The ‘quiescent volcano’ that is Rashtrapati Bhavan
Mohandas K. Gandhi was no fan of the pomp and pageantry of Viceroy’s House (now Rashtrapati Bhavan). He would rather have converted it into a hospital. However, his views would change—as Dominique Lapierre and Larry Collins note in their celebrated book Freedom At Midnight—upon seeing the transformation of Viceroy’s House into a centre for managing the murderous migration that Partition had unleashed. He declared to Louis Mountbatten, the first governor general of independent India: “Here is where India is governed from. This is the sanctuary in the storm. We must keep it up and all your successors must live here.”
While much of the colonial-era glory still remains, Rashtrapati Bhavan today is definitely not the place India is governed from. It houses the president, who serves as the titular head of the government of India and acts on the advice of the council of ministers. The power of the indirectly elected president increases suddenly when there is no leader who enjoys a clear majority in the lower house of Parliament. It is in those moments that Rashtrapati Bhavan is supposed to be “the sanctuary in the storm”. But those are also the times when the president’s assertive—and possibly partisan—behaviour may raise questions of propriety and constitutionality. Later this month, Rashtrapati Bhavan will welcome a new president; this is an appropriate occasion to briefly revisit the history of the office.
Presidents have been criticized for two contrasting sins: 1) being a rubber stamp for the government of the day, and 2) exploiting constitutional ambiguities to exercise greater influence than their position warrants. The most egregious example of the first trait was president Fakhruddin Ali Ahmed (1974-77) signing prime minister Indira Gandhi’s Proclamation of Emergency on the night of 25 June 1975. The sycophancy of president Zail Singh (1982-87) knew no bounds; after being nominated by Indira Gandhi, he said: “If she hands me a broom I shall start sweeping the floor.” While the president has the power to return the cabinet’s recommendation at least once for reconsideration—he/she is bound to give assent to the reconsidered recommendation with or without any change—not many chose to exercise it for a long time when the Central governments routinely abused their powers to dismiss unfriendly state governments.
The behaviour on the other side of the spectrum—presidents asserting their own powers under questionable pretexts—did increase in the coalition era (1989-2014), when no single party could boast of a comfortable majority in the Lok Sabha. The tenure of K.R. Narayanan (1997-2002) was especially eventful. Narayanan won praise for becoming the first president in 1997 to return the I.K. Gujral government’s recommendation to impose president’s rule in Uttar Pradesh but he also courted controversy for giving speeches and interviews which could be legitimately interpreted as criticism of the policies of the succeeding Atal Bihari Vajpayee government. In another instance, Narayanan chose the state banquet held in the honour of visiting US president Bill Clinton to criticize Washington for behaving like a “headman” of the “global village”.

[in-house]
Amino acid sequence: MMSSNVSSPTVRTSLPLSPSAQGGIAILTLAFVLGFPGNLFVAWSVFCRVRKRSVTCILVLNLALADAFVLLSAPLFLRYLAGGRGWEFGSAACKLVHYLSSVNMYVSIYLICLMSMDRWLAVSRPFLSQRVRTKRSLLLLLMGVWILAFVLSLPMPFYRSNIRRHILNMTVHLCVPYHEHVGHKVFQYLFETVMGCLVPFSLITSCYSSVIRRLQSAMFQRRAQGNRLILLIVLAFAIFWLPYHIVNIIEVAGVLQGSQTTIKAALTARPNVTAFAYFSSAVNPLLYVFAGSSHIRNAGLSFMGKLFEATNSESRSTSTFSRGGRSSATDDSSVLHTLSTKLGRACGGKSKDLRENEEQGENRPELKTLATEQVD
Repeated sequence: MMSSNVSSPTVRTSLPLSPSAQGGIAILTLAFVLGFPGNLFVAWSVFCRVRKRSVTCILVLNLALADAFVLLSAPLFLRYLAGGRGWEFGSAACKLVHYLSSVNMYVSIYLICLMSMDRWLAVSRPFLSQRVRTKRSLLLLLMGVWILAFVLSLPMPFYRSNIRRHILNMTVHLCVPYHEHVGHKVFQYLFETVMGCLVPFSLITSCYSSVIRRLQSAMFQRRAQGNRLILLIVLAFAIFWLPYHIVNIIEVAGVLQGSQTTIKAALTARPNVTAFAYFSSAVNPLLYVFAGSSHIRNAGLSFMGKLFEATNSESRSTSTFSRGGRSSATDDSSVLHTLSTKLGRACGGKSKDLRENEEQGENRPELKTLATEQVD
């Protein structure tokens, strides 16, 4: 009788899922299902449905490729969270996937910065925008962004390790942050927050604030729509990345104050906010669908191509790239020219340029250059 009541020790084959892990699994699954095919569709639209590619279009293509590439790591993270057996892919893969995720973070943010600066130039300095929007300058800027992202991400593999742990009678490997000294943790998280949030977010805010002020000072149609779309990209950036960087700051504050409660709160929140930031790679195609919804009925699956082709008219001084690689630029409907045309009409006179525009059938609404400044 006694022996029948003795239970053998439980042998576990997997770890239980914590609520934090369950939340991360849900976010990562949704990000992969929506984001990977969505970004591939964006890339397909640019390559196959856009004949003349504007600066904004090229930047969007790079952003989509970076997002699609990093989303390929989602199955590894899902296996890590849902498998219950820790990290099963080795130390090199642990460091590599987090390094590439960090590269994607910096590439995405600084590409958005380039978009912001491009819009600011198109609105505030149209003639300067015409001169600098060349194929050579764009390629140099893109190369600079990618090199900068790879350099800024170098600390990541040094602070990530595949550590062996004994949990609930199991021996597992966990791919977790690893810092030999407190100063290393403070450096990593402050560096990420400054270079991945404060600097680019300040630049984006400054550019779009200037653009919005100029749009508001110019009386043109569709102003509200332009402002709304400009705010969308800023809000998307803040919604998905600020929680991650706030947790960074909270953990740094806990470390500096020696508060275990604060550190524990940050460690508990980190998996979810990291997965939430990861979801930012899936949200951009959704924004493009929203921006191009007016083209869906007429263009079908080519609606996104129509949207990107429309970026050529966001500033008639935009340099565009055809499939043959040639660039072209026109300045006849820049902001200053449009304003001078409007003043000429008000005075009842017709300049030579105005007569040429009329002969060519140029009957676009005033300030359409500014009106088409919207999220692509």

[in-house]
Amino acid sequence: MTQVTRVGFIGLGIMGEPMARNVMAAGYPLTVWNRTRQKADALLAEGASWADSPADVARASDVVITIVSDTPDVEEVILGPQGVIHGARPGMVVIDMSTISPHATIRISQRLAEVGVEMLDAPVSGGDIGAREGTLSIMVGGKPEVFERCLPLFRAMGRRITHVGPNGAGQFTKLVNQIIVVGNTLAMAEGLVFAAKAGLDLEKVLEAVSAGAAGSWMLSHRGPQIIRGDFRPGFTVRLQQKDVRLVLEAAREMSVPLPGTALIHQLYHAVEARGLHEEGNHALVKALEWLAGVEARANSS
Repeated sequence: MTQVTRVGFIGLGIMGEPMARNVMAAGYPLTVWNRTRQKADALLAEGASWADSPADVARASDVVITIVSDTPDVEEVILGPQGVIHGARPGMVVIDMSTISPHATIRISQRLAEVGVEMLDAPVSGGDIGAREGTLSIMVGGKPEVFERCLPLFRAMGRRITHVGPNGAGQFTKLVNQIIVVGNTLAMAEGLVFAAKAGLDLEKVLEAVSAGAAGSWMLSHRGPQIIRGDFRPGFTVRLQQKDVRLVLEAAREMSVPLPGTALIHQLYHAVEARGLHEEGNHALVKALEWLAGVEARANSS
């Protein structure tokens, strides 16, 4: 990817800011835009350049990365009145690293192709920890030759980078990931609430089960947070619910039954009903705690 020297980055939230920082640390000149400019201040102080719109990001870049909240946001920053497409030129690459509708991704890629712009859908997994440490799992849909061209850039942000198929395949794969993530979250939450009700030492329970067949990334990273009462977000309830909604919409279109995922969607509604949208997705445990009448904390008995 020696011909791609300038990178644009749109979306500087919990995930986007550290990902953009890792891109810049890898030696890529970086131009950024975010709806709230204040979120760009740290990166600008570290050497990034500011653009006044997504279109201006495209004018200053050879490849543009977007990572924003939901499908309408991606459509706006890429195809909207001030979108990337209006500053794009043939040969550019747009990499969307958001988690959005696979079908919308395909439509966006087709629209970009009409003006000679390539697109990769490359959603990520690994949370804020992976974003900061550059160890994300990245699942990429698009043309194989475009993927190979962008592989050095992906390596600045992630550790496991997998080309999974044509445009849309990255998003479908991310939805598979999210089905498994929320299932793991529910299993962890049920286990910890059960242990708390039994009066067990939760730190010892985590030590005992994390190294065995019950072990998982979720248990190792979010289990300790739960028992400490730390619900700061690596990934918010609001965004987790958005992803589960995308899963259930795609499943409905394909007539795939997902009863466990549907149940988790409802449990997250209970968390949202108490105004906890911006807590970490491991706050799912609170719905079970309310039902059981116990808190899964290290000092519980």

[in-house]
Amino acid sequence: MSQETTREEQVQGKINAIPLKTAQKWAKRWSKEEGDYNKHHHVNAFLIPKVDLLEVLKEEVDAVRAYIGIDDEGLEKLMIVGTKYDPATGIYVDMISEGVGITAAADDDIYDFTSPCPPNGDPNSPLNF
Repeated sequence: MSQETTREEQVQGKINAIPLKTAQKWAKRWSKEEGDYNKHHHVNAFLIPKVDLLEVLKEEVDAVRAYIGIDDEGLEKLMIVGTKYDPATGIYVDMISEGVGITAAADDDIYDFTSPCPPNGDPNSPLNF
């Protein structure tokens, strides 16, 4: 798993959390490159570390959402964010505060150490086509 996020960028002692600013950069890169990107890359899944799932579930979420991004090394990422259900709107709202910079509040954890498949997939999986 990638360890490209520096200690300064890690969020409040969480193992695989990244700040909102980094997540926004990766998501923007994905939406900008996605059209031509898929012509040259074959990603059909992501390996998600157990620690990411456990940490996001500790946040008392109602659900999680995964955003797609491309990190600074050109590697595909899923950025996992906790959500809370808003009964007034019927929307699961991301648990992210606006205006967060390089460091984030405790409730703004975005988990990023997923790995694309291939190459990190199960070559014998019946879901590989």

The role of presidents has come under special scrutiny at times of transition between governments. Singh’s decision to invite Rajiv Gandhi to take over as prime minister after Indira Gandhi’s assassination was seen as firm leadership by some and as an overreach by others. President Neelam Sanjiva Reddy (1977-82) calling fresh elections on the advice of Charan Singh, a prime minister who had himself not won the trust vote in the Lok Sabha, was seen by several observers as an attempt by the former to increase his own powers as the election was expected to return a hung house. In different accounts, admittedly with little evidence, both president S. Radhakrishnan (1962-67) and president R. Venkataraman (1987-92) have been accused of planning to get themselves into the prime minister’s seat.
The confusion regarding the scope of presidential powers is as old as the office of the president itself. India’s first president, Rajendra Prasad (1950-62), often used to complain—as Fali Nariman writes in his book The State Of The Nation—“to Minoo Masani, his friend and a compatriot in the Constituent Assembly, that (Jawaharlal) Nehru did not allow him to exercise the powers which he was sure he had under the document they together had got passed in the Constituent Assembly”.
Most of the doubts Prasad had were cleared in the years that followed but some constitutional questions still remain. In a chapter on “The Presidency” in Rethinking Public Institutions In India (edited by Devesh Kapur, Pratap Bhanu Mehta and Milan Vaishnav), James Manor notes that a decision taken by the incumbent President Pranab Mukherjee (2012-present) in January 2017 could have triggered a constitutional crisis had the Narendra Modi government decided to confront him. Mukherjee commuted the death sentence of four convicts against, apparently, the reiterated advice of the Union ministry of home affairs. He was possibly influenced by a 2014 Supreme Court ruling that allows for commutation of death sentence if a mercy petition has faced inordinate delays.
The constitutional ambiguities allow “the sanctuary in the storm” to turn into—in H.N. Pandit’s words—a “quiescent volcano”. The next incumbent should be ready to navigate similarly tricky situations.
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